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Alpine crossroads or origin of genetic diversity? Comparative phylogeography of two sympatric microgastropod species.

Weigand AM, Pfenninger M, Jochum A, Klussmann-Kolb A - PLoS ONE (2012)

Bottom Line: Consequently, we identify the Alpine Region as a significant 'hot-spot' for the formation of genetic diversity within European Carychium lineages.Passive dispersal via anthropogenic means best explains the presence of transatlantic European Carychium populations on the Azores and in North America.We conclude that passive (anthropogenic) transport could mislead the interpretation of observed phylogeographical patterns in general.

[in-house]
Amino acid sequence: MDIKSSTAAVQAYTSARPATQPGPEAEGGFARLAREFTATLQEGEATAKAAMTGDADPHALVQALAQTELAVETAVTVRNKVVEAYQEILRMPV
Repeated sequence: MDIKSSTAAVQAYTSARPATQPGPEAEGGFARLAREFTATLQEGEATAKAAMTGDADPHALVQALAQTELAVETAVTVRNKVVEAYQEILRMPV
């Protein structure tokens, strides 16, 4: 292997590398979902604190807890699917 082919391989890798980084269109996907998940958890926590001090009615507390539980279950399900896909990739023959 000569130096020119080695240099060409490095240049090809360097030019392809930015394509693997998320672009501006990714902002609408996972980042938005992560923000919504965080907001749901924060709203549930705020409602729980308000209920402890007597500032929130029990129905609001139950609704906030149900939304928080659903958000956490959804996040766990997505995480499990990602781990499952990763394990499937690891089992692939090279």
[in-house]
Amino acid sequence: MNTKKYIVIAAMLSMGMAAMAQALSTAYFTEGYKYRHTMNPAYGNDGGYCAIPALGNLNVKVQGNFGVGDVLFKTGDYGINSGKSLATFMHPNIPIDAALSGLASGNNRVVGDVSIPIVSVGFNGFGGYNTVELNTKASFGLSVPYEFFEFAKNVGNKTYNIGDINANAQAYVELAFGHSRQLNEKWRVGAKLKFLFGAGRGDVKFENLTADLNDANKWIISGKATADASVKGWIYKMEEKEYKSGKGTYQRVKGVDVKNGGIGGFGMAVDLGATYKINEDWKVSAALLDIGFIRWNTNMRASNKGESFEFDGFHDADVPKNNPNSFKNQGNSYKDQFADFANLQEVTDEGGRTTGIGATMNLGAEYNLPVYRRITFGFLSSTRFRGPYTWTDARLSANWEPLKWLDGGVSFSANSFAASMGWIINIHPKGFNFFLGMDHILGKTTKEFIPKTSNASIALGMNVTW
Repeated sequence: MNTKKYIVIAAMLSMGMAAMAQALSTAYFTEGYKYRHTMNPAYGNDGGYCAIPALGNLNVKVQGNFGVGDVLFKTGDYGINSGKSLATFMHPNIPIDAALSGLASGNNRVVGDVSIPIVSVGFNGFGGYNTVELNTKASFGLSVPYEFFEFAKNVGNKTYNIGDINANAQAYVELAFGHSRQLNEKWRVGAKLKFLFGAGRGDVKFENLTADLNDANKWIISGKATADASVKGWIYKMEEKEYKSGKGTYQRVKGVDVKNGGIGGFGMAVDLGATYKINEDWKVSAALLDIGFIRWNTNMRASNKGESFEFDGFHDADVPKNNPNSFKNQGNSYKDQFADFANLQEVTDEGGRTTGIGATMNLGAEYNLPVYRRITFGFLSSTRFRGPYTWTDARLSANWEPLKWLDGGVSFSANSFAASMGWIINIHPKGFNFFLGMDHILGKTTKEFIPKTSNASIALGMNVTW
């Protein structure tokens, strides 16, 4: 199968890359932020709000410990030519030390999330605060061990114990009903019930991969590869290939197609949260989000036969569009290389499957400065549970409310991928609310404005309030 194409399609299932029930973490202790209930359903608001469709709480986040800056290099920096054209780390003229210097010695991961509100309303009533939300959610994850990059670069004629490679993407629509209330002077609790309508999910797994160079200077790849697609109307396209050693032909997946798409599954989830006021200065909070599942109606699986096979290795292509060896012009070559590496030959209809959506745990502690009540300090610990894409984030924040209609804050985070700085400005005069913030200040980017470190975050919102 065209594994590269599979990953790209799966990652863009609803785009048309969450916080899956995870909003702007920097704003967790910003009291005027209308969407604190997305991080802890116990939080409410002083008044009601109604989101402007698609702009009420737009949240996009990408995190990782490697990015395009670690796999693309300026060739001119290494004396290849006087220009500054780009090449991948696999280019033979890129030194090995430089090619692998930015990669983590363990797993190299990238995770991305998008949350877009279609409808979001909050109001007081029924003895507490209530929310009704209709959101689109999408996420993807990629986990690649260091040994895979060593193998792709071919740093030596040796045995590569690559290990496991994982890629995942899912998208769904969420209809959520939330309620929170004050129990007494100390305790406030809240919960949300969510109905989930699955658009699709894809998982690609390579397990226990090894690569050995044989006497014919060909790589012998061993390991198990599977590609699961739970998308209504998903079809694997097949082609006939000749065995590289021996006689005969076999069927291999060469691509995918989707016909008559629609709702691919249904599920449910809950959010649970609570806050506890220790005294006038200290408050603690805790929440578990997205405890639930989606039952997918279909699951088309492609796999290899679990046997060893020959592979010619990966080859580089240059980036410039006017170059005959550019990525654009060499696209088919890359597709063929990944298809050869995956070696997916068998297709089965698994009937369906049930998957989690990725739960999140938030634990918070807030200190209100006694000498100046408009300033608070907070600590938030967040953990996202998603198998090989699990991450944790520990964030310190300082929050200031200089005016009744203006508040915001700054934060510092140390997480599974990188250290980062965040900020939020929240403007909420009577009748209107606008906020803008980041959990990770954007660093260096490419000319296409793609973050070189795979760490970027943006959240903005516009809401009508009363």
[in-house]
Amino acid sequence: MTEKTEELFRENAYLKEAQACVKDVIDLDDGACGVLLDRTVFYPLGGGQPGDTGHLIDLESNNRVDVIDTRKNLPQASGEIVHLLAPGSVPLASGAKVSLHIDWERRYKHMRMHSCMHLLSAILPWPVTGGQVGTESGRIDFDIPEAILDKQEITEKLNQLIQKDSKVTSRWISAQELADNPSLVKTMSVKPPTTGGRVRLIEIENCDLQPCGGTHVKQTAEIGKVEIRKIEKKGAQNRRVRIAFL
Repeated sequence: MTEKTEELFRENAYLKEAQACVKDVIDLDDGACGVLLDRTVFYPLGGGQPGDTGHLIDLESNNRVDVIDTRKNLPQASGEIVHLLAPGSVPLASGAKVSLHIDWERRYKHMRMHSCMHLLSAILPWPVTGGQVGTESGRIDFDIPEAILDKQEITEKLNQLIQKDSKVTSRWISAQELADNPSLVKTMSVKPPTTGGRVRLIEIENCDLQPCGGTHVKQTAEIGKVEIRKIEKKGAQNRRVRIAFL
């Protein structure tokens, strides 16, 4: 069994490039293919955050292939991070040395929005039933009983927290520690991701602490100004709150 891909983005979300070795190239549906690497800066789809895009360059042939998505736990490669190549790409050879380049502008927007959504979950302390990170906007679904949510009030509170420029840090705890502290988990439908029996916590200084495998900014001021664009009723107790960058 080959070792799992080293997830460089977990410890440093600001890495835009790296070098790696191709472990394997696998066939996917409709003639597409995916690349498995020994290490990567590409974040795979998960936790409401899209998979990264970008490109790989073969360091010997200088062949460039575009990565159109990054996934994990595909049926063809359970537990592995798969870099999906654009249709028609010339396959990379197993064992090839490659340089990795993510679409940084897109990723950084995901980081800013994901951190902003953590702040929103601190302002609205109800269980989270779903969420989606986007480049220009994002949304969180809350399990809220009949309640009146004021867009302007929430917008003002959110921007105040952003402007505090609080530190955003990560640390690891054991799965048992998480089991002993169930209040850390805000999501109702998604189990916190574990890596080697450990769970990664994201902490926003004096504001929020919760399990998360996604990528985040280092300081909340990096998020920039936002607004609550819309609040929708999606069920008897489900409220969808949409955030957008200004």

View Article: PubMed Central - PubMed

Affiliation: Department of Phylogeny and Systematics, Goethe University, Frankfurt am Main, Hesse, Germany. A.Weigand@bio.uni-frankfurt.de

ABSTRACT